Volume 6, Numéro 1, Pages 5-27
Authors : Mama Wahiba Houre .
The political history of modern Egypt goes back to the French campaign of 1798. In that year, Napoleon Bonaparte, an ambitious General, undertook a military expedition to Egypt with the target of striking at Britain’s vital trade in India. Though the Napoleonic expedition was a military failure, it revealed the strategic importance of Egypt to Britain. The French occupation of Egypt (1798-1801) undermined the socio-economic conditions of the country and left a political vacuum. In the struggle for power that followed Egypt witnessed a period of anarchy and disorder (1801-1805). The winner in that struggle for power was an energetic and determined leader, Mohammed Ali. Of an Albanian origin, Mohammed Ali created an Egyptian nation-state and founded a ruling dynasty that remained in power until 1952. During his reign (1805-1848), drastic reforms were introduced and military operations in the Mediterranean and the Red Sea were undertaken that threatened the stability of the region and provoked the antagonism of the west mainly Britain the most concerned of safeguarding its commerce in India. Hence, this paper tends to find answers to a couple of questions: How did Britain react towards the territorial expansionism of Mohammed Ali in the Middle East region? Would it tolerate such an exercise of power in a strategic region where British commercial interests were in jeopardy? If not, what policy did Britain adopt to curb the military appetite of Mohammed Ali?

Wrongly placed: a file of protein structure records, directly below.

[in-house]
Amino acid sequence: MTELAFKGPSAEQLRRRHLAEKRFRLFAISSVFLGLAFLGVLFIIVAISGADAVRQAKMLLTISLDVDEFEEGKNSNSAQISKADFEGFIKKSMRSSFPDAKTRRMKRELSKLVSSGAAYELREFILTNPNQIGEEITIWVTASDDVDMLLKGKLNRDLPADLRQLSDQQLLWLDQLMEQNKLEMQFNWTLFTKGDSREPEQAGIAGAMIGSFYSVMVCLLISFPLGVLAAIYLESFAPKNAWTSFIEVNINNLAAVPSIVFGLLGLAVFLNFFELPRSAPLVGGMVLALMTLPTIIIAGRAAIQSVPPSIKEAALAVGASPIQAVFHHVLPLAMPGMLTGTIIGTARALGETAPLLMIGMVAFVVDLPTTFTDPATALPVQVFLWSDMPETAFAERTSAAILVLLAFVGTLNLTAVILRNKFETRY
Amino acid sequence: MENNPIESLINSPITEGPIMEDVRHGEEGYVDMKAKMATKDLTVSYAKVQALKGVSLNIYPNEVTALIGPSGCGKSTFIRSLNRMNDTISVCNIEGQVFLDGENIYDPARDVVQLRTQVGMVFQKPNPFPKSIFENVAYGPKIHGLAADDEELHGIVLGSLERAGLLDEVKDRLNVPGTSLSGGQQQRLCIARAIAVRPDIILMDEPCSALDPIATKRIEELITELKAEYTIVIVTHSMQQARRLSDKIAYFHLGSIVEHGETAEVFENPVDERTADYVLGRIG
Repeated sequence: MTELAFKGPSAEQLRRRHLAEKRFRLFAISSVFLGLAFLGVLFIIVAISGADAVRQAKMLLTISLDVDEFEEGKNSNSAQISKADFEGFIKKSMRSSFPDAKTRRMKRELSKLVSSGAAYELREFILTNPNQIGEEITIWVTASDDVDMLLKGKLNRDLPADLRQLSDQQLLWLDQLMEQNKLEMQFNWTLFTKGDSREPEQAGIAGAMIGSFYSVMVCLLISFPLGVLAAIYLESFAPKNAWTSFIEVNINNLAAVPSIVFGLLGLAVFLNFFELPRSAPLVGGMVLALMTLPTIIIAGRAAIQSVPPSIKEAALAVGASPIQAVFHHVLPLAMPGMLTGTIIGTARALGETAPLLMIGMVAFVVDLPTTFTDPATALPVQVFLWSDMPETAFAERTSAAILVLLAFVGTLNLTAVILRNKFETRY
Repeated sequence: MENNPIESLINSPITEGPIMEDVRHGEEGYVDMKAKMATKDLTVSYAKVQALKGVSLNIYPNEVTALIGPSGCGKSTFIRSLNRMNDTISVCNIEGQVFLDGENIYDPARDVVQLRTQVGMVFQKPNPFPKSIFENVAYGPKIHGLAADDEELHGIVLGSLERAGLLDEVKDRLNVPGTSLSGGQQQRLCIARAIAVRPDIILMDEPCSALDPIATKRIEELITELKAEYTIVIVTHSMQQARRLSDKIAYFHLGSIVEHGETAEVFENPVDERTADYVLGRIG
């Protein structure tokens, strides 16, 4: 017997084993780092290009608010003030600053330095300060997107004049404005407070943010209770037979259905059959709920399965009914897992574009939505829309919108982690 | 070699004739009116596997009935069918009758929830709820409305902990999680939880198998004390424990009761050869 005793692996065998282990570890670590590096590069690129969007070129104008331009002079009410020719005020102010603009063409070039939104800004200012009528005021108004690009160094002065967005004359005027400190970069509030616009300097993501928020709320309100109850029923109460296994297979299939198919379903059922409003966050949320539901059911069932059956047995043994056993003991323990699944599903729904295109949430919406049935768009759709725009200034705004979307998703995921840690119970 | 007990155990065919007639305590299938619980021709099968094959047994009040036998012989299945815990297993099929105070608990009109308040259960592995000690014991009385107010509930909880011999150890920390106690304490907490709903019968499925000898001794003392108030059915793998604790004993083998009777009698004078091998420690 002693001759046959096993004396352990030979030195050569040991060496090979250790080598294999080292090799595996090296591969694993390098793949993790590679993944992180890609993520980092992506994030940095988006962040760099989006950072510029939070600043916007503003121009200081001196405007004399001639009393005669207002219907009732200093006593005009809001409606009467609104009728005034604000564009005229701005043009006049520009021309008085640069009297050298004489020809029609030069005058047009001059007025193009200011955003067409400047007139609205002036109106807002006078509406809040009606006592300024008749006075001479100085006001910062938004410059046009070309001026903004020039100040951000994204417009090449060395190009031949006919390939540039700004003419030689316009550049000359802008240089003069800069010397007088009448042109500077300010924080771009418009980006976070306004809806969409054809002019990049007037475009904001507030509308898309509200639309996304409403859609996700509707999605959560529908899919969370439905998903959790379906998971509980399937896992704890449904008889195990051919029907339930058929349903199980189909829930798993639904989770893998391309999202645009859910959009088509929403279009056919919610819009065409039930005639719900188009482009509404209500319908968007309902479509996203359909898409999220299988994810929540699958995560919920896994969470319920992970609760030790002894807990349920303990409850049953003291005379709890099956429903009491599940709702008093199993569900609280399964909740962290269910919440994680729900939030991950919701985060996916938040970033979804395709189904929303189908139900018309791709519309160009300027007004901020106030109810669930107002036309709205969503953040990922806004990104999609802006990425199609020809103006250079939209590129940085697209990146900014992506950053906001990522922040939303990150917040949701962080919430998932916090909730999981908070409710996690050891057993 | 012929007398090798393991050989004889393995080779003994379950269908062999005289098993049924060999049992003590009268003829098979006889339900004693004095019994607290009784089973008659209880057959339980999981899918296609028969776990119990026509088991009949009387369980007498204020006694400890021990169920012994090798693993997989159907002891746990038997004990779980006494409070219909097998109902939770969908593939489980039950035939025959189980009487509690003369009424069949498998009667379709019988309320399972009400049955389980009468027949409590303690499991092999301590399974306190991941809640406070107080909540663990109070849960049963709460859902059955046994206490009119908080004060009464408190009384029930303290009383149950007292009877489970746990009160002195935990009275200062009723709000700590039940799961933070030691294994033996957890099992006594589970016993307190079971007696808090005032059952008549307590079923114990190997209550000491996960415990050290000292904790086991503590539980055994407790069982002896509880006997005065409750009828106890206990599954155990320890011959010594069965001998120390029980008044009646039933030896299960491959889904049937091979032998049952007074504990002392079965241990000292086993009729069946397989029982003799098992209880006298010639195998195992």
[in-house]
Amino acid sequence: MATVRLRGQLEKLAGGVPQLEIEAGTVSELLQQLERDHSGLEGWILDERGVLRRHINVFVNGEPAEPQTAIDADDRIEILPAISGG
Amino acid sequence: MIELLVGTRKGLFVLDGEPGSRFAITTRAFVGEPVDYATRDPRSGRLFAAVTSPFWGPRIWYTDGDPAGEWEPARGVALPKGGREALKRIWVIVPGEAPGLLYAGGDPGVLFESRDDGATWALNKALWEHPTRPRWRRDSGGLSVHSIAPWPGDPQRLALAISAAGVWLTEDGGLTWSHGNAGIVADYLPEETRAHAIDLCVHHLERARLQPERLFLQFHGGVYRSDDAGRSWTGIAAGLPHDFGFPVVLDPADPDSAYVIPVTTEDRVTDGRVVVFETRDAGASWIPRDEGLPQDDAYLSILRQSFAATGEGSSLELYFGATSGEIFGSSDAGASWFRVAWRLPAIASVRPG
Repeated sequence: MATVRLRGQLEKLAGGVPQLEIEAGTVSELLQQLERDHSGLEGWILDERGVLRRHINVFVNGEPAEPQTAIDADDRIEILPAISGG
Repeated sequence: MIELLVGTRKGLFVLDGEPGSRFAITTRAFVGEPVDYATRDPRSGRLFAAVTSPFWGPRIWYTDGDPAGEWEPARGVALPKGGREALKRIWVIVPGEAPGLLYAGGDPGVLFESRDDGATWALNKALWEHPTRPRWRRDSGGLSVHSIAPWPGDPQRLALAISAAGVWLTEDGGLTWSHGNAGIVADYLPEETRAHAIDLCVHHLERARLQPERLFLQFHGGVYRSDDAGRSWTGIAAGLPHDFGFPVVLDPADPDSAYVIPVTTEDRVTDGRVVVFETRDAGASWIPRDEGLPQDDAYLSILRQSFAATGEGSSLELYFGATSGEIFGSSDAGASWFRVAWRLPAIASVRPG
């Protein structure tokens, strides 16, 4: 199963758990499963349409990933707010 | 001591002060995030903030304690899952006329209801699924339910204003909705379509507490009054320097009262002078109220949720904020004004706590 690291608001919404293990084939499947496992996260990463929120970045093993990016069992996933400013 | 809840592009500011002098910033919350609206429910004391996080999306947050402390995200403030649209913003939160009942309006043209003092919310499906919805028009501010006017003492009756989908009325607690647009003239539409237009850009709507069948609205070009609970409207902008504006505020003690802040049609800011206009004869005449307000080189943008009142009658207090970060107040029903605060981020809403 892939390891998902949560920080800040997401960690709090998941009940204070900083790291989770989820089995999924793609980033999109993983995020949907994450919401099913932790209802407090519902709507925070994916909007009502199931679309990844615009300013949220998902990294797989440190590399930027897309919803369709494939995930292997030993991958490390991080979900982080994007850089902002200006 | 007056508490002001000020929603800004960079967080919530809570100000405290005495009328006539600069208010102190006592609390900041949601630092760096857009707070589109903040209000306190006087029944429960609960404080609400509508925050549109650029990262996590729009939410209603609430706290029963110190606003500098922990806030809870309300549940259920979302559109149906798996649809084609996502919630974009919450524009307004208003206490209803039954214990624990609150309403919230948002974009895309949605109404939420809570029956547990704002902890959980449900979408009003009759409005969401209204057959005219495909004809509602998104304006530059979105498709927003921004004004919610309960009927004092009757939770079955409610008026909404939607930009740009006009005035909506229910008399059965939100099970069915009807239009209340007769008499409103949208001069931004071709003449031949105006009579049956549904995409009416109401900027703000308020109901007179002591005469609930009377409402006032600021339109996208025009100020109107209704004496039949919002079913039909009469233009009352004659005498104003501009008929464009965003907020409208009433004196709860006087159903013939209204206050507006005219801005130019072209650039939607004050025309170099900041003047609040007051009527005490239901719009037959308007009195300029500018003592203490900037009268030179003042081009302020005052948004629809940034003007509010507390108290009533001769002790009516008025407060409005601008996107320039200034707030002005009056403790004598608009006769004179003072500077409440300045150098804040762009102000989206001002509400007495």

Mohammed Ali; British; Egypt; Middle, Turkey
فاطمة الزهراء رحماني
متعب ماطر مطر البلادي